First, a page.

June 08, 2016 - 8:30 AM
NEW WESTMINSTER, B.C. - A mentally ill British Columbia man who killed his three children behaves in similar ways to other patients in a Port Coquitlam, B.C., psychiatric hospital, a court heard as Crown lawyers seek harsher rules around his confinement.
Reports on Allan Schoenborn's day-to-day behaviour from a nurse who works closely with him contrast with the case prosecutors are building for a stricter designation they're seeking under the Criminal Code.
The Crown wants Schoenborn labelled a "high-risk accused," but his lawyers contend he is being singled out under legislation fashioned as part of the former Conservative government's tough-on-crime agenda.
Schoenborn was found not criminally responsible on account of a mental disorder for stabbing his 10-year-old daughter, and smothering his five- and eight-year-olds sons at their Merritt, B.C., mobile home in April 2008.
A series of reports compiled by Leanne Lee, the psychiatric nurse who manages Schoenborn's case, were admitted as evidence Tuesday in B.C. Supreme Court. They described the man's progress since entering the Forensic Psychiatric Hospital in early 2010.
Over the past year, Schoenborn's behaviour has been "calm and settled, but he has also presented with periods of irritability and agitation," Lee said in a report.
The man has taken his medications and refrained from using alcohol or drugs. However, he ended anger management therapy in April, "stating the sessions were too often and too intense."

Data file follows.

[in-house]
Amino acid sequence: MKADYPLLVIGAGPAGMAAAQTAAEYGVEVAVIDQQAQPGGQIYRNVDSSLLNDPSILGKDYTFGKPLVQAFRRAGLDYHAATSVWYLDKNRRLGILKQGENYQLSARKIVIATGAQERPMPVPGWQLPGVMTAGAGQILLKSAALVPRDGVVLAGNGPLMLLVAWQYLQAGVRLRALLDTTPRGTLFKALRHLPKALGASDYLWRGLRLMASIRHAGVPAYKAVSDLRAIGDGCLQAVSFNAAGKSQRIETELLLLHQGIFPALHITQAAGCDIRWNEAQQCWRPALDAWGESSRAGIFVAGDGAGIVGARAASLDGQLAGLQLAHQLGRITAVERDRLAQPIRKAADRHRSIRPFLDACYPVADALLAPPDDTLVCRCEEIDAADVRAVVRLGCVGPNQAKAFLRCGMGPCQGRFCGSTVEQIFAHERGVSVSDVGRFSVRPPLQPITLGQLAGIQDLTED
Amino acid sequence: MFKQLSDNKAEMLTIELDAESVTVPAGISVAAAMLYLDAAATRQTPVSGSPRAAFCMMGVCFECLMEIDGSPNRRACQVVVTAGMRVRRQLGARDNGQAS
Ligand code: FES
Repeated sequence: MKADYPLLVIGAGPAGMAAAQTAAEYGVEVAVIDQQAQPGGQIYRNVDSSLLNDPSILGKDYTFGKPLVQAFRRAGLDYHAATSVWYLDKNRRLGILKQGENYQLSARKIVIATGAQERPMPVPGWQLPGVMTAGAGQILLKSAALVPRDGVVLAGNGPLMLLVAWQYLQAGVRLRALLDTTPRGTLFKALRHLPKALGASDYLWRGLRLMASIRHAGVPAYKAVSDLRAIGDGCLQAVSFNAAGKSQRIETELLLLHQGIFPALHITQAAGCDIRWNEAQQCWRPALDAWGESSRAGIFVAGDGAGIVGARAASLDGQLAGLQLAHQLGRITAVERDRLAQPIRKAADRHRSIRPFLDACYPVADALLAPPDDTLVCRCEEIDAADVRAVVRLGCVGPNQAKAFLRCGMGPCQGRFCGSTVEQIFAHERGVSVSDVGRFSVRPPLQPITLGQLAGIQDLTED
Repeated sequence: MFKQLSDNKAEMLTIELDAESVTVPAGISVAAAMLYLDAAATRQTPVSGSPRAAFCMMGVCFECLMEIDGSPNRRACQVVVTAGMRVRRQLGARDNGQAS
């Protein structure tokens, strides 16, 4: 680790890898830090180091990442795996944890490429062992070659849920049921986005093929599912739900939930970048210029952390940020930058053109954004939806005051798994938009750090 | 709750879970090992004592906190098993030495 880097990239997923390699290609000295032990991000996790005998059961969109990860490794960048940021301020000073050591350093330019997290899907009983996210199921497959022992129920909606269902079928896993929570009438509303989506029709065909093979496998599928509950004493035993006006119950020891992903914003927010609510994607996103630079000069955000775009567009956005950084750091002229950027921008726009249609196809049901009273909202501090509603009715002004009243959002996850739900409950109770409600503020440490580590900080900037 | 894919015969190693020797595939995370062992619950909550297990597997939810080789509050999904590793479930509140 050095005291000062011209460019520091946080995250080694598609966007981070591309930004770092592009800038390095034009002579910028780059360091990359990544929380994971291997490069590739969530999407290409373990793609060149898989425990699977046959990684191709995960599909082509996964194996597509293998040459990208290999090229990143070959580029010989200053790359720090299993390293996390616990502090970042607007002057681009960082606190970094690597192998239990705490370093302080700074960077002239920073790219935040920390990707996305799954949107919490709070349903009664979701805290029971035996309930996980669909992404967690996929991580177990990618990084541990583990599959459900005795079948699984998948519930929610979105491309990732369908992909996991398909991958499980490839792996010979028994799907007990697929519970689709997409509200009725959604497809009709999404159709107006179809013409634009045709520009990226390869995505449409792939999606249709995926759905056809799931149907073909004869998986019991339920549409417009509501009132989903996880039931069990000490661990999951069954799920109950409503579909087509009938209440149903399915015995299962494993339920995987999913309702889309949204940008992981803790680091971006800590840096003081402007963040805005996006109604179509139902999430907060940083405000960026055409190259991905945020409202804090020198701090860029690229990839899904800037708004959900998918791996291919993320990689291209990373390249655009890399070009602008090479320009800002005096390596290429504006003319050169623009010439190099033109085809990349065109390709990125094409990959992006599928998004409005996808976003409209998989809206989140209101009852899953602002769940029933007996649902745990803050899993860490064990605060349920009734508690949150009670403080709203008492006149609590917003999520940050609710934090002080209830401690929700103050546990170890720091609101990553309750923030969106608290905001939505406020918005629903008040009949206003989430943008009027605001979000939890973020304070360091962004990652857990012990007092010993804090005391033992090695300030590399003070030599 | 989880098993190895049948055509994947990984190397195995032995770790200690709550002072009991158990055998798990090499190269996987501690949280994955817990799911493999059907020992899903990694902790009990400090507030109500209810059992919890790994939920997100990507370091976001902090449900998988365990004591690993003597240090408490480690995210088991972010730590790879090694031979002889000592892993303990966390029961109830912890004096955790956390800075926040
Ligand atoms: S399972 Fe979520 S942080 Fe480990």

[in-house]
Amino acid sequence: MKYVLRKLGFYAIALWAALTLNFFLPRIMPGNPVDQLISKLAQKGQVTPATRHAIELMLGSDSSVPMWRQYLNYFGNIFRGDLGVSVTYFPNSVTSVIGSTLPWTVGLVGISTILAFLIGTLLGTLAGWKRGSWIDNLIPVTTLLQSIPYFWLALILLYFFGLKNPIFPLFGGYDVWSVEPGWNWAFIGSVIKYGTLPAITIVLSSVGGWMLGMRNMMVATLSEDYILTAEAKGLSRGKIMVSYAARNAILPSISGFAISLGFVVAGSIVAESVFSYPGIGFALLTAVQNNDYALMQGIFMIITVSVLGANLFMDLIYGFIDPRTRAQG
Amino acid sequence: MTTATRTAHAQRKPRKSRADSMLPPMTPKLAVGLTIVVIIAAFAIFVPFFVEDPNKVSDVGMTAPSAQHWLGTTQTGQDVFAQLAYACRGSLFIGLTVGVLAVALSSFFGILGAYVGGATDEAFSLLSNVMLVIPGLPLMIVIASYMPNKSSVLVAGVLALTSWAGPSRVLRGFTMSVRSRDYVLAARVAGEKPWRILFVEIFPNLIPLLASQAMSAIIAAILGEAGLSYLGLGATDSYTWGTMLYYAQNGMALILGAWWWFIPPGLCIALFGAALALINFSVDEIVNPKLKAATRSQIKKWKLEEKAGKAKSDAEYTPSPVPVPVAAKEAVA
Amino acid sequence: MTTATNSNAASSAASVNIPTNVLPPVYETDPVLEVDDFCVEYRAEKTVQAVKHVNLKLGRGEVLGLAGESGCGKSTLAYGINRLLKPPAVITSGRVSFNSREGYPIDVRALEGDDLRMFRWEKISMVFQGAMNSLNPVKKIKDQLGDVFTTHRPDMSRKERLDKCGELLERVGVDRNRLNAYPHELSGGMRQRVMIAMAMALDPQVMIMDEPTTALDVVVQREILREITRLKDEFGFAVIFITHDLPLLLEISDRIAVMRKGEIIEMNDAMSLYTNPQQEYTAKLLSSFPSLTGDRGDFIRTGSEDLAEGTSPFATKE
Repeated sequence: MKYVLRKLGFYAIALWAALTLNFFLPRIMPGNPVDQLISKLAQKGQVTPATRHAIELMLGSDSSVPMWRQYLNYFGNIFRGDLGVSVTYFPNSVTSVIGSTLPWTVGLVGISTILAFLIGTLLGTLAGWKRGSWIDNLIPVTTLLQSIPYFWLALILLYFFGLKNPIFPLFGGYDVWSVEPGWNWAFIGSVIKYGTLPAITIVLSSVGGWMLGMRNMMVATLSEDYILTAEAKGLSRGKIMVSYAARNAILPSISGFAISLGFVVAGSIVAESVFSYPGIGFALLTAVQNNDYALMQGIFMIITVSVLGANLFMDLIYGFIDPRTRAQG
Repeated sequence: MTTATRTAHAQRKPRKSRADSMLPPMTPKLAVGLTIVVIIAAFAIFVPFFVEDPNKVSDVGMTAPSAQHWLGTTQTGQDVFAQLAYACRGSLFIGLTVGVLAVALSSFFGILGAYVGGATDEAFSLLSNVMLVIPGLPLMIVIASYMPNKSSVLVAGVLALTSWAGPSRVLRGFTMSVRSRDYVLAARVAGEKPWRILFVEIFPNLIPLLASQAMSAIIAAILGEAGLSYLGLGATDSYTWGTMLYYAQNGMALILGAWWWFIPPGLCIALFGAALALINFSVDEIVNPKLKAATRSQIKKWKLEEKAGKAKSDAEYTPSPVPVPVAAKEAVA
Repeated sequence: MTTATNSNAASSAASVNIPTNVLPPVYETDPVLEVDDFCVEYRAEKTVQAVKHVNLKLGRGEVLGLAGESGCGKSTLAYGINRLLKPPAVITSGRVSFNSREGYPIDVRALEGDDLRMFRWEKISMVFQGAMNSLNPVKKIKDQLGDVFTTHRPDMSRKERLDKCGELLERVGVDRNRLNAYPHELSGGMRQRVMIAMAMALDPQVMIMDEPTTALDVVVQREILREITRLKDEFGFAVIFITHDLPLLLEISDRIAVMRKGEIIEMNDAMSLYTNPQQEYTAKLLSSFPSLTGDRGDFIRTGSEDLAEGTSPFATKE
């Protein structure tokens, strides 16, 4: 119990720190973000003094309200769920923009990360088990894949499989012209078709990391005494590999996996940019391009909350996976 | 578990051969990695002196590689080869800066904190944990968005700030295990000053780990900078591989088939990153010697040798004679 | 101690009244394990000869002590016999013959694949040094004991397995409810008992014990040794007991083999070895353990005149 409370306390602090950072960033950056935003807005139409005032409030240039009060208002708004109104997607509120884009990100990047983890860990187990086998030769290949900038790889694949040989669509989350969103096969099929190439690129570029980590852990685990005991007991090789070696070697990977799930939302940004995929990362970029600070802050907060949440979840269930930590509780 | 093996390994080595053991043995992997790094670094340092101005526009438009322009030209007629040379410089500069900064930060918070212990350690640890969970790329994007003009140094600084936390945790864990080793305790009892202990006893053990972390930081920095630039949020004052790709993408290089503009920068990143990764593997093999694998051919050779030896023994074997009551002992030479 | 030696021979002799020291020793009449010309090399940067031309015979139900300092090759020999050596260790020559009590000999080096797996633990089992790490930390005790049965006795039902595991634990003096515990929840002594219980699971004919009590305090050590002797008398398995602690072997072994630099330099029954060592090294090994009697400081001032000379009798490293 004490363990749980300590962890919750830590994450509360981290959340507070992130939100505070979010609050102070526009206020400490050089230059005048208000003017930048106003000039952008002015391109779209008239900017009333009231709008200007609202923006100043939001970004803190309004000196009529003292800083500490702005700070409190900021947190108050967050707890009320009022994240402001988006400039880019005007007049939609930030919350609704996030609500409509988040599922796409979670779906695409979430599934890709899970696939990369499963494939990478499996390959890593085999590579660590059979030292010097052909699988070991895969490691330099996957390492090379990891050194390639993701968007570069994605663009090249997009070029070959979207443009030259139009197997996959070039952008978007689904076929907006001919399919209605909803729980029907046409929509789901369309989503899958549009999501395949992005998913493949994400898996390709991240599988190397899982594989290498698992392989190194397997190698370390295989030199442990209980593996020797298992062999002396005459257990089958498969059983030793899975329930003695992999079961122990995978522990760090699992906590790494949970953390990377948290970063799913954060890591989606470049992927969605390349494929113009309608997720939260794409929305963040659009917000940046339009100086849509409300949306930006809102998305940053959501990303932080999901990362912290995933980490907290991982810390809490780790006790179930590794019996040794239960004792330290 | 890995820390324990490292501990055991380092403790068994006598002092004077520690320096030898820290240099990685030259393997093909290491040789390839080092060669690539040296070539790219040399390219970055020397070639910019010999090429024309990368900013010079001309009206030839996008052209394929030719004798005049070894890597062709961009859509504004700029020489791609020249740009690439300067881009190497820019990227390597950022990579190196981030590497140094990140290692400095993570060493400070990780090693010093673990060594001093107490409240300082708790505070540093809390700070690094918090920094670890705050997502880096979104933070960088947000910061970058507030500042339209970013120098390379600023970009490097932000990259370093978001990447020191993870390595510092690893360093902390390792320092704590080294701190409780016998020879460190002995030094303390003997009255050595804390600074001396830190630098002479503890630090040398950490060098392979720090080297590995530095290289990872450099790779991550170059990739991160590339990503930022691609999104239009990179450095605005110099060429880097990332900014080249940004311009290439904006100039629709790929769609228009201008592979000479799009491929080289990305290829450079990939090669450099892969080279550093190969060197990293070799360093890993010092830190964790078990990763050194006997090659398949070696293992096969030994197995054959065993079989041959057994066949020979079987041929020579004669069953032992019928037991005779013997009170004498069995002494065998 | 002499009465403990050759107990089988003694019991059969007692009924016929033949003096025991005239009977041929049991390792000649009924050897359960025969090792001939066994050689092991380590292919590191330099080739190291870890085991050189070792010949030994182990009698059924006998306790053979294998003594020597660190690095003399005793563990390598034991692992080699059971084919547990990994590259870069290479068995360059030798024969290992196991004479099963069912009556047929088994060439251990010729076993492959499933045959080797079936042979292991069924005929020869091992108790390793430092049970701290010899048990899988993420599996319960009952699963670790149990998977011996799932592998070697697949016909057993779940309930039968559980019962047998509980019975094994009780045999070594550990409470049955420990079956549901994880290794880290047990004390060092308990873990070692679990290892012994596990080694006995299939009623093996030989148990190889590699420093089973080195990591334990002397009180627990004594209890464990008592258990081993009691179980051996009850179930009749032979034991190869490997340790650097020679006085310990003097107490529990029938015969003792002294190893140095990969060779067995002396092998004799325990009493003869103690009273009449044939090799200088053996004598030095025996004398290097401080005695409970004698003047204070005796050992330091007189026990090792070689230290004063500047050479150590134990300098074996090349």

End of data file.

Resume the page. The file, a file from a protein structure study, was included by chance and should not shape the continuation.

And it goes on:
The Crown previously told the court Schoenborn has acted aggressively at least 85 times since he was admitted, including four episodes of physical aggression against other patients and staff. For instance, he called a nurse "stupid" after swearing at another patient who slapped him and changed the TV channel away from a basketball game.
Asked by one of Schoenborn's lawyers whether there was anything notable about his behaviour in relation to other patients, Lee said nothing stood out.
"I would prefer he was more motivated for programs and treatment, but I would expect where he is at," she said, adding staff enjoy working with him.
Lee said there have been some incidents of verbal and physical aggression, but the worst was prompted by another patient who has been targeting Schoenborn and who will likely be removed from his ward.
"He's been assaulted more than he has assaulted other people," she said.
Schoenborn's notoriety mainly exists outside the hospital, Lee added.
"(He) doesn't take up any more of my time than any other patient on my caseload," she said.
Lee agreed with Schoenborn's lawyer, Rishi Gill, that her reports are positive and broadly show he is making decent progress.
She said he has never been recommended for escorted leaves of absence into the community, although last year an independent panel granted him the right to ask.
His treatment team will not recommend that privilege this year, court has previously heard.
Tuesday's hearing was part of a lengthy application by Crown that is rehashing much of the evidence from Schoenborn's original trial.
Lawyers for B.C.'s Criminal Justice Branch argue he has a decades-long history of violence. They contend that merits the "high-risk accused" label, which could stop almost all hospital absences and extend annual review hearings from one to every three years.
The label could only be reversed by a new court order.
If successful, Schoenborn would be the most high-profile person to be placed under the new restrictions. His lawyers are gearing up to argue the label is unconstitutional.
An annual hearing to directly review his case has been postponed until late July.
News from © The Canadian Press, 2016